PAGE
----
Historical Fiction

Melchior—Vengeance Is Mine http://amzn.to/2taeW2r

Historical Fiction & Science Fiction Blend

OldEarth ARAM Encounter https://amzn.to/2KLhlsN

OldEarth Ishtar Encounter https://amzn.to/2OAkDQF

OldEarth Neb Encounter (In production)

OldEarth Georgios Encounter (In production)

Children’s Book

The Adventures of Tally-Ho http://amzn.to/2sLfcI5

Inspirational Non-Fiction

The Road Goes Ever On—A Christian Journey Through The Lord of the Rings http://amzn.to/2lWBd00

A Timeless Truth

Henrietta has escaped, and my daughter is dearly worried. Henrietta has been missing all day. Henrietta is a hamster.

The truth is, I heard Henrietta scrabbling at her cage, saw that it was two in the morning, mumbled, “No bloody way,” and pulled the covers over my head to keep out the cold. And any furry visitors.

My daughter got up, comforted her progeny, and went back to bed.

But did that satisfy the quadruped? Nope. Henrietta chewed a hole through a cage any decent rodent would be proud of and ran off to golly-knows-where.

As my kids searched the house from top to bottom, I tried really hard to get emotionally invested. I squinted so I could remember what the tan and white critter looked like, squeezed my heart into kid-remembrances of former rodent pets, cajoled my mood to get into the spirit of concern…but…frankly, it was a losing battle.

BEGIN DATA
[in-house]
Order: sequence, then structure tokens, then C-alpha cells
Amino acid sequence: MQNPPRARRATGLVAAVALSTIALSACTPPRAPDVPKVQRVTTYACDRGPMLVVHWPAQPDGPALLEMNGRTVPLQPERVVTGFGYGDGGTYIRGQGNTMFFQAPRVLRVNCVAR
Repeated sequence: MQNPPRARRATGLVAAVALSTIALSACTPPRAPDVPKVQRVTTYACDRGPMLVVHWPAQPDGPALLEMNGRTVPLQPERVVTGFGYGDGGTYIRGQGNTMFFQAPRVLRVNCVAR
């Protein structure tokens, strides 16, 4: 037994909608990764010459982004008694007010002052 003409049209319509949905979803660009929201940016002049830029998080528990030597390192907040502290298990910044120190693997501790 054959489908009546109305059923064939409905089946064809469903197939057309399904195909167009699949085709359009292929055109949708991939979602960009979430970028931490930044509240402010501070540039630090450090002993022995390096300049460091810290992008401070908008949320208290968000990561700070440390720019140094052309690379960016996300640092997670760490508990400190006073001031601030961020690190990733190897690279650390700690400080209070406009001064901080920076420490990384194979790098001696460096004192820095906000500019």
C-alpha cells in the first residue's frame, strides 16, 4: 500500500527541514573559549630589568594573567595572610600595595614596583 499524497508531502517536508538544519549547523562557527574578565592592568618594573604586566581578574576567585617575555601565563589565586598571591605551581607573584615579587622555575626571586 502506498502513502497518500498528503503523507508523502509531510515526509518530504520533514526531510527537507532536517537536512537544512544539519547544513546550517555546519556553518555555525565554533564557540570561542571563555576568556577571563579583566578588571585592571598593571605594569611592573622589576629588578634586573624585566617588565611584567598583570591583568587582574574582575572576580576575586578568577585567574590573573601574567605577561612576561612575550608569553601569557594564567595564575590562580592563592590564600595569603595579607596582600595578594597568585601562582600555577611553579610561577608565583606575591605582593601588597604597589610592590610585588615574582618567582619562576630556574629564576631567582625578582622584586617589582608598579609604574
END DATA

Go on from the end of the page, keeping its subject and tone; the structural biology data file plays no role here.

I’ve had too many episodes with mice in the cabinets, rats in the outbuildings, possums in the feed sacks, and countless other run-ins with wildlife to get overly upset over a missing hamster.

But that doesn’t mean I don’t care about Henrietta. I do care, for one very good reason. My daughter cares.

There have been many instances in my life where I have had to stretch my emotional bank account into new territory. Many the time I have stood before an array of photos while family members gushed through wonderful memories, smiling, giggling, outright belly laughing at memories of so-and-so doing such-and-such and nudging me in the ribs as if I shared their glorious past. I had no clue. No memory. No warm feelings. No shared gush of any kind.

I learned after one particularly dramatic episode when a friend laughed till she nearly cried to look—not at the photo—but rather at the person remembering. The one still loving. Then I discovered that I could join in. Sort of.

In some weird, mysterious way, I could then see the baby, the brother, the husband, or mother through familiar eyes and gain a semblance of the reality they were seeing. I never actually co-opted their memories. I could never go back in time and experience those exact memories of nights rocking the little one, sibling pillow fights, intimate spousal lovemaking, or parental forgiveness, but I could love the person standing next to me as they remembered. That act of love crosses time, distance, and even death itself. The remembered loved one might as well have been perched on the arm of the couch, filling in the details. They become that real.

So now, when photos are pulled out, I don’t pull away. I look, listen, and watch the walls of reality open to a timeless truth. Sincere love does not die. It may lie quietly on a shelf for years but pull out the photos…and it lives once again.